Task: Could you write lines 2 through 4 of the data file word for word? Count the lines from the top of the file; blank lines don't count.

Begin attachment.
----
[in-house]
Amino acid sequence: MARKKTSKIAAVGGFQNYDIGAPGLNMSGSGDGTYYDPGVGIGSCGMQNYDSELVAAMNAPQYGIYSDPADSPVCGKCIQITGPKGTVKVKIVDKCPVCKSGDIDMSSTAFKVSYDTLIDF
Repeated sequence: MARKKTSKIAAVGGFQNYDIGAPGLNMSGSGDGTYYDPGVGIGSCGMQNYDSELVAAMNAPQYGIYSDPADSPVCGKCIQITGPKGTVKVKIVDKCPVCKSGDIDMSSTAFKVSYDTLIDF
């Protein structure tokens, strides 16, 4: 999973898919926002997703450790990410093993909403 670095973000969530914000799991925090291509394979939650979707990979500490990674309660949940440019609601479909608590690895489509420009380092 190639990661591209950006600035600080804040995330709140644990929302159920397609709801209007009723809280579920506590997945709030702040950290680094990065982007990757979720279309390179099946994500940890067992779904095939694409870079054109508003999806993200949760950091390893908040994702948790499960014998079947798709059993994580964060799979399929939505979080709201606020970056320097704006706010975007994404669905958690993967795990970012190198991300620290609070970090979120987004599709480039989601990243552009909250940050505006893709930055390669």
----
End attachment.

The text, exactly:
Amino acid sequence: MARKKTSKIAAVGGFQNYDIGAPGLNMSGSGDGTYYDPGVGIGSCGMQNYDSELVAAMNAPQYGIYSDPADSPVCGKCIQITGPKGTVKVKIVDKCPVCKSGDIDMSSTAFKVSYDTLIDF
Repeated sequence: MARKKTSKIAAVGGFQNYDIGAPGLNMSGSGDGTYYDPGVGIGSCGMQNYDSELVAAMNAPQYGIYSDPADSPVCGKCIQITGPKGTVKVKIVDKCPVCKSGDIDMSSTAFKVSYDTLIDF
């Protein structure tokens, strides 16, 4: 999973898919926002997703450790990410093993909403 670095973000969530914000799991925090291509394979939650979707990979500490990674309660949940440019609601479909608590690895489509420009380092 190639990661591209950006600035600080804040995330709140644990929302159920397609709801209007009723809280579920506590997945709030702040950290680094990065982007990757979720279309390179099946994500940890067992779904095939694409870079054109508003999806993200949760950091390893908040994702948790499960014998079947798709059993994580964060799979399929939505979080709201606020970056320097704006706010975007994404669905958690993967795990970012190198991300620290609070970090979120987004599709480039989601990243552009909250940050505006893709930055390669």